The Problem with Social “Networks”
The business plan behind virtually every social network launched in the past ten years is a pretty simple 2 step process:
2) Make Money
In theory, this is a great strategy. Dusting off my Econ 101 textbook, there’s an entire section on Network Externalities which no doubt has inspired the current generation of entrepreneurs. Once you have a large network of users, you’re supposed to be impermeable to competitors that don’t.
This simple concept is especially popular in the software community, where, after an upfront expense of developing your software, you can add users to your heart’s content at virtually no cost. The strategy worked brilliantly for Bill Gates, who emphasized volume over profitability early on to build an (almost) impenetrable fortress of compatibility. It worked for Google, who won the search war by offering users a clean experience while its competitors crammed ads down their throats.
It stands to reason that it should work for social media, too. Right?
Except… it doesn’t.
Looking out at the social networking landscape, there’s little evidence of network externalities. In two years, Instagram and Pinterest, neither of which appear to have radically different functionality from Facebook, picked up a combined 50 million accounts, many of whom are presumably also Facebook users. Validating Instagram as a potential threat, Facebook bought the company for a shocking $1 billion last month.
On the flip side of the coin, there’s Myspace, the first Social Media website to reach 100 million users and a company once valued at $12 billion, now struggling to stay afloat as its user base erodes.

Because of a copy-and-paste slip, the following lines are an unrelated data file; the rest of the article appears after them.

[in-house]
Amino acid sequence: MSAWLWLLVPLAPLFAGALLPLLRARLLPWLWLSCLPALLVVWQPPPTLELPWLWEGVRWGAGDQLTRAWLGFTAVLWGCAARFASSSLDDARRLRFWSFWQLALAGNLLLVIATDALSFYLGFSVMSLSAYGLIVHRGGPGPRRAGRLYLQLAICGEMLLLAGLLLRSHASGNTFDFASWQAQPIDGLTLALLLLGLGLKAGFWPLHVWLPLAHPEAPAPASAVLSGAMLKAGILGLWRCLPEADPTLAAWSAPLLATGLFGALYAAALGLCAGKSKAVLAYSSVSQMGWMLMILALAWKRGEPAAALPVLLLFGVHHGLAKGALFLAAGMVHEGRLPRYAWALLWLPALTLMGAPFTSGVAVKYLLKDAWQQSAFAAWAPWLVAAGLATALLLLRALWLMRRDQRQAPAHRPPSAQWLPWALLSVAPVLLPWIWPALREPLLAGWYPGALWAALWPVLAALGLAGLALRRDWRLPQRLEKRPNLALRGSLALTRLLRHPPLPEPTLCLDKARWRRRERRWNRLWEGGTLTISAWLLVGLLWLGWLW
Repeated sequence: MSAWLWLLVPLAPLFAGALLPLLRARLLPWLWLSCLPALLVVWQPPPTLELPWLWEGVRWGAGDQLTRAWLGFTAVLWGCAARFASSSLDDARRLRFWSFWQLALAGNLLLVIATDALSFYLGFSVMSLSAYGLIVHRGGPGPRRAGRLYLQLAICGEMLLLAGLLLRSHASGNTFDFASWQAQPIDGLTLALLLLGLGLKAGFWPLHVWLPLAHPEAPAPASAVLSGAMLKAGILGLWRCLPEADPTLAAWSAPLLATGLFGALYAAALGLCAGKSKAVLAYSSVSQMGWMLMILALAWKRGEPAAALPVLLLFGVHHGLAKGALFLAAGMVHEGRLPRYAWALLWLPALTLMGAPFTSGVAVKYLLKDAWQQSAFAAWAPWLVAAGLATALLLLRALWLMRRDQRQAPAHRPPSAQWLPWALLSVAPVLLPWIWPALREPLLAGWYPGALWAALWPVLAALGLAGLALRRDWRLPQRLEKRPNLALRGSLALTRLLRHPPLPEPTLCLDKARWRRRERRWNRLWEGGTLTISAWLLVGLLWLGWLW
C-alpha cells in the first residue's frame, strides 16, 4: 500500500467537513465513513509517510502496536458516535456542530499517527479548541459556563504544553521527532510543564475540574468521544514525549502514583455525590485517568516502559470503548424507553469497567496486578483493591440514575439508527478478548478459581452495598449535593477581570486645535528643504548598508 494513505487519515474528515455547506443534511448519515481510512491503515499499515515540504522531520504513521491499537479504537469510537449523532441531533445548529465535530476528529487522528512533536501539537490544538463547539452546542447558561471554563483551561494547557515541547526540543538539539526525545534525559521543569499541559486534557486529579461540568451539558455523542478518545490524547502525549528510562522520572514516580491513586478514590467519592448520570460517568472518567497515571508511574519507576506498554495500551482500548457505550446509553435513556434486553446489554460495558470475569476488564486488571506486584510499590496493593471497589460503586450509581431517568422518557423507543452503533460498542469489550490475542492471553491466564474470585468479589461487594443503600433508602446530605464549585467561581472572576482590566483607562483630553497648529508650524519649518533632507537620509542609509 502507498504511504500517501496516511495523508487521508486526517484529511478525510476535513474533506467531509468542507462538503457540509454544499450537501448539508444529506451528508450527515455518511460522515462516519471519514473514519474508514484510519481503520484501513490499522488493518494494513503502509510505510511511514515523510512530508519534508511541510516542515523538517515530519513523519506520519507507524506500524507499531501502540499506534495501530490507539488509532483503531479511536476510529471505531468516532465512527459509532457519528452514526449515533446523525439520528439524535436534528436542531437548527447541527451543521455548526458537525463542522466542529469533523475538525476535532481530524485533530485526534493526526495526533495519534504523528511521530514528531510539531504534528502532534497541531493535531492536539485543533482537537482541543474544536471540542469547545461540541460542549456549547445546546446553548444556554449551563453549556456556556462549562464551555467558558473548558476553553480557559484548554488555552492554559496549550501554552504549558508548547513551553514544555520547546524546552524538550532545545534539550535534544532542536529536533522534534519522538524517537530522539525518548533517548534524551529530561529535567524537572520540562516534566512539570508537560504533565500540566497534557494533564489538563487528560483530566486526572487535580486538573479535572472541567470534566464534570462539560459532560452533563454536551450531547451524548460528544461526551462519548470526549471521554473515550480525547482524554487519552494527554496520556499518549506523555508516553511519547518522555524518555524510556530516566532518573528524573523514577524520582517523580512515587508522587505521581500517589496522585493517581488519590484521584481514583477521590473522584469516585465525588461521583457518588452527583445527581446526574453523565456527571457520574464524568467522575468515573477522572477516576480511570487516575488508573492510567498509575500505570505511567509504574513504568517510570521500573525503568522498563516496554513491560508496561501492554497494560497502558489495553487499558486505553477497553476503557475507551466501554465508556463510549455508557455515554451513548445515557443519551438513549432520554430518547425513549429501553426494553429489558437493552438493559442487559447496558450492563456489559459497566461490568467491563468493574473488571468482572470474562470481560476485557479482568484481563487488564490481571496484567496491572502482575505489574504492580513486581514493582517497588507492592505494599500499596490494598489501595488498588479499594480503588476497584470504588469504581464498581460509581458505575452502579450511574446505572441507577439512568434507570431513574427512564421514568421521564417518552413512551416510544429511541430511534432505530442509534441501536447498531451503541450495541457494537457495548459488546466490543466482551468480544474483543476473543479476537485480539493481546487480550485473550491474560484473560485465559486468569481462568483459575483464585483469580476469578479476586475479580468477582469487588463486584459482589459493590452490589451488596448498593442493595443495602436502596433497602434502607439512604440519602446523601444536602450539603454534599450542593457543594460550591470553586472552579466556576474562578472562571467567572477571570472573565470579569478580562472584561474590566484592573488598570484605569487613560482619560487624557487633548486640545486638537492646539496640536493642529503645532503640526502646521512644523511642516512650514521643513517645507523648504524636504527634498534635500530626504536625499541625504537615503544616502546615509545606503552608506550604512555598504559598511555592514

So what’s happening here? These are social NETWORKS aren’t they, so why aren’t the network externalities keeping up their end of the bargain?
In my estimation, there are a few reasons:
1) It’s not an either-or question. My computer can only run one OS. That means, unless I’m really fed up with my current solution, there’s no opportunity for me to try out competing products. With social networks, on the other hand, I can set up a Pinterest account for free in a few clicks without giving up my Facebook account. That takes away a lot of the friction that helped Microsoft maintain their empire once they’d acquired market share.
2) It’s really easy to learn. It’s taken me years to master MS Excel, so the last thing I want to do is learn a new program, even if it’s functionally superior and free to try. Instagram is a relatively simple concept and it’s known for its ease of use, so I’m not intimidated by the learning curve.
3) We have more time to consume it. With the rise of smart phones, we’re spending much more time on the internet, and Social Media is perfectly suited to be consumed in small increments while I’m waiting for a bus. This means I have more of the one currency that it does cost to try out a new social website: time.
4) New products aren’t trying to make money off of me… yet. Like Facebook circa 2007, the up-and-coming social websites are solely focused on user growth, so they don’t weigh their product down with ads. There are plenty of Venture Capitalists ready and willing to fund their cash burn while they acquire eyeballs. That means that in addition to being completely free of risk, I can reasonably expect a new product to have a better user experience than the incumbent.
Does that mean that Facebook will necessarily go the way of Myspace?
No. But unfortunately for them, they can’t count on having the competitive moat that Microsoft has enjoyed. To stay on top, they’ll actually have to serve their users better than the competition, which Microsoft has never really had to do during its 30 year reign of terror. It’s not going to be easy.
It seems to me that a lot of the furor over social media in recent years has been due to an over-appreciation of the network effect. Networks thrive on friction, and the modern-day consumer of internet media is increasingly friction-less. They’re open to trying new products, and not particularly loyal to old ones. If you’re planning on pursuing this strategy at your company, think hard about how difficult it actually is to try out or switch to a competitor, and don’t assume that network externalities will be your one way ticket to Profitability Town once you’ve done the hard work of customer acquisition.